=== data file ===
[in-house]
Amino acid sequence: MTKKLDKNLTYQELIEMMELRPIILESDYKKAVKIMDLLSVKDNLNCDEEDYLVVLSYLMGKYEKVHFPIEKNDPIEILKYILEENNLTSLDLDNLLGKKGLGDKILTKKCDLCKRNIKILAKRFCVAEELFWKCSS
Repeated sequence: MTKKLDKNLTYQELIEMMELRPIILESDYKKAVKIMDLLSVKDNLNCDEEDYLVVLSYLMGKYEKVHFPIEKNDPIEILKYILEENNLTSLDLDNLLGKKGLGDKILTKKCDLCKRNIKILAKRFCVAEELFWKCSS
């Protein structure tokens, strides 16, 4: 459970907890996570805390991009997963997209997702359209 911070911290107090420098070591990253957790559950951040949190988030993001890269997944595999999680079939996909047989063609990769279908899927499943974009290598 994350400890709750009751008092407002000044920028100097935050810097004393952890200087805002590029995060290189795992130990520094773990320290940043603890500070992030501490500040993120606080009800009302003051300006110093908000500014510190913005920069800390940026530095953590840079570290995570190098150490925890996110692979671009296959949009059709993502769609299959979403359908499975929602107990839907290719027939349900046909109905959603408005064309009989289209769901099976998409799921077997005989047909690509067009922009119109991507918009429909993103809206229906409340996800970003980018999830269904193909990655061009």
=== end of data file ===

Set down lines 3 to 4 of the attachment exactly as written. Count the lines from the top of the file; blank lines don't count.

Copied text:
Repeated sequence: MTKKLDKNLTYQELIEMMELRPIILESDYKKAVKIMDLLSVKDNLNCDEEDYLVVLSYLMGKYEKVHFPIEKNDPIEILKYILEENNLTSLDLDNLLGKKGLGDKILTKKCDLCKRNIKILAKRFCVAEELFWKCSS
């Protein structure tokens, strides 16, 4: 459970907890996570805390991009997963997209997702359209 911070911290107090420098070591990253957790559950951040949190988030993001890269997944595999999680079939996909047989063609990769279908899927499943974009290598 994350400890709750009751008092407002000044920028100097935050810097004393952890200087805002590029995060290189795992130990520094773990320290940043603890500070992030501490500040993120606080009800009302003051300006110093908000500014510190913005920069800390940026530095953590840079570290995570190098150490925890996110692979671009296959949009059709993502769609299959979403359908499975929602107990839907290719027939349900046909109905959603408005064309009989289209769901099976998409799921077997005989047909690509067009922009119109991507918009429909993103809206229906409340996800970003980018999830269904193909990655061009």